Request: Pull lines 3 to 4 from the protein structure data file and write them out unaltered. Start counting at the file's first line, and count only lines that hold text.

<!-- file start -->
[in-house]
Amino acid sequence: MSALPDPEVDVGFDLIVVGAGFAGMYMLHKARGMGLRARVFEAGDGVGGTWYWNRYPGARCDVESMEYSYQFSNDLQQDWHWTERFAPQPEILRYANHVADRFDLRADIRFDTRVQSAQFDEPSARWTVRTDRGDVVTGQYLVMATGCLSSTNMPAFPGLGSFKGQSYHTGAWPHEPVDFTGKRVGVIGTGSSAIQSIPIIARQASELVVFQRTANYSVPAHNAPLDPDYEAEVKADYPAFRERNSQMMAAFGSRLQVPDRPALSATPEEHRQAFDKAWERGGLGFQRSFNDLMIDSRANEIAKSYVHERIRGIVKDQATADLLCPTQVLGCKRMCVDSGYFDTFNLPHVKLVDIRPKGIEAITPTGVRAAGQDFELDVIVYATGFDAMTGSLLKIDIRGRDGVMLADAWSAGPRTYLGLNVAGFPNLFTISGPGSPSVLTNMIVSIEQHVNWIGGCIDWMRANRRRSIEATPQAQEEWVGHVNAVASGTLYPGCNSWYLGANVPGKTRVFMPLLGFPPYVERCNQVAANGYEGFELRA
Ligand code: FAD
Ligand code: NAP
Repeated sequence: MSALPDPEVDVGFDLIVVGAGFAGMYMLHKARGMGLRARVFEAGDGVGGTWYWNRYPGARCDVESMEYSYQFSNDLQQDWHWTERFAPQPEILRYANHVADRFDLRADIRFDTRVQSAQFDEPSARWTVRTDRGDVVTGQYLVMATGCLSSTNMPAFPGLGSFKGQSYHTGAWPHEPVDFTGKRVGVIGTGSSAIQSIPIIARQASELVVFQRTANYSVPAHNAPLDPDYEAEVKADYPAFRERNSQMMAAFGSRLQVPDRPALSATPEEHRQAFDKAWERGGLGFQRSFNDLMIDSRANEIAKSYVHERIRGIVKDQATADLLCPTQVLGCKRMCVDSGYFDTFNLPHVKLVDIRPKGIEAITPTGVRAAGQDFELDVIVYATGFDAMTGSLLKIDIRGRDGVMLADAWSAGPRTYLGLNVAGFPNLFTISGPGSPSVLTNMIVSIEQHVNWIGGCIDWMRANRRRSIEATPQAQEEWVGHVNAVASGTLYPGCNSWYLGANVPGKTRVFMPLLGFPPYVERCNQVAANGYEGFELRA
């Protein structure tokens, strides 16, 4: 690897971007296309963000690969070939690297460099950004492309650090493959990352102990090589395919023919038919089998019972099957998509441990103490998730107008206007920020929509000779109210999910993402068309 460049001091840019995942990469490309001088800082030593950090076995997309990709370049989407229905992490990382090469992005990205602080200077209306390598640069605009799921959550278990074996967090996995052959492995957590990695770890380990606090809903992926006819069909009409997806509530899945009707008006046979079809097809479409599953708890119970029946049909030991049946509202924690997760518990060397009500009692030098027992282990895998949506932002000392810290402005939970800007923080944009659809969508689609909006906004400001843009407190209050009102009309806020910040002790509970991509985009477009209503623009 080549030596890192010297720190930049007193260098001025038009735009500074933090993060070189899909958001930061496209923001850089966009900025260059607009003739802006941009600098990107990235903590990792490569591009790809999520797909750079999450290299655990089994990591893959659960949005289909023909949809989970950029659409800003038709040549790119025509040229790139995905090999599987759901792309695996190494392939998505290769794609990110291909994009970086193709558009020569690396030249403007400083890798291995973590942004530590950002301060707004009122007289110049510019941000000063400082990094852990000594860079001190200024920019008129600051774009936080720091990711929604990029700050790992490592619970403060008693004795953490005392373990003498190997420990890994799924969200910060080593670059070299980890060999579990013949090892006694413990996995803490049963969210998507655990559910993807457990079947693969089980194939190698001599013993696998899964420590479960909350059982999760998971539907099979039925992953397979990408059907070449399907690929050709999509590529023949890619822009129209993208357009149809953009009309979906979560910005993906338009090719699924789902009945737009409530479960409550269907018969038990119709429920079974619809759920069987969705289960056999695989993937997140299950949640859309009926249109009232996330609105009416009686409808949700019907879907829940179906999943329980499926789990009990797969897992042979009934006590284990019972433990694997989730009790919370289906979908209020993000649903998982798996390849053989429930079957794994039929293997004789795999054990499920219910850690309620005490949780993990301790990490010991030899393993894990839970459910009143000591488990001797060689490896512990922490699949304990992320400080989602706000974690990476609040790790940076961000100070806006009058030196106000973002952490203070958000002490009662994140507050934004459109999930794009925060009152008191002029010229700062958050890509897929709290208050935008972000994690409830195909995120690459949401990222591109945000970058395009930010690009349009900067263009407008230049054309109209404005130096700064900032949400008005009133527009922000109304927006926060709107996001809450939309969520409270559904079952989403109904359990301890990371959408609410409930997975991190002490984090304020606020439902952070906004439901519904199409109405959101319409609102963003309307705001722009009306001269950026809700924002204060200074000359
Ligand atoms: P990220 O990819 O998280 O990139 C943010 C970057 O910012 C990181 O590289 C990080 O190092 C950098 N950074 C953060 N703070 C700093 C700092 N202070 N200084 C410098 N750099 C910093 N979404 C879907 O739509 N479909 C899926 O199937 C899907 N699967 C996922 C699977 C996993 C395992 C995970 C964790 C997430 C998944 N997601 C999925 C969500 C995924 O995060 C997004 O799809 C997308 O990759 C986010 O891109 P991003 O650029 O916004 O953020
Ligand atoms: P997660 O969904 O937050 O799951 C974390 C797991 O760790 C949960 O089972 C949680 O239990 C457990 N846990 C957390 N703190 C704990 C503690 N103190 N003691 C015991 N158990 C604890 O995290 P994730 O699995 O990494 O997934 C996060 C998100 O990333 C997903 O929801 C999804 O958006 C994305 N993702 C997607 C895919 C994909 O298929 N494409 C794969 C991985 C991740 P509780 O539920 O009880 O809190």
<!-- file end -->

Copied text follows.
Ligand code: FAD
Ligand code: NAP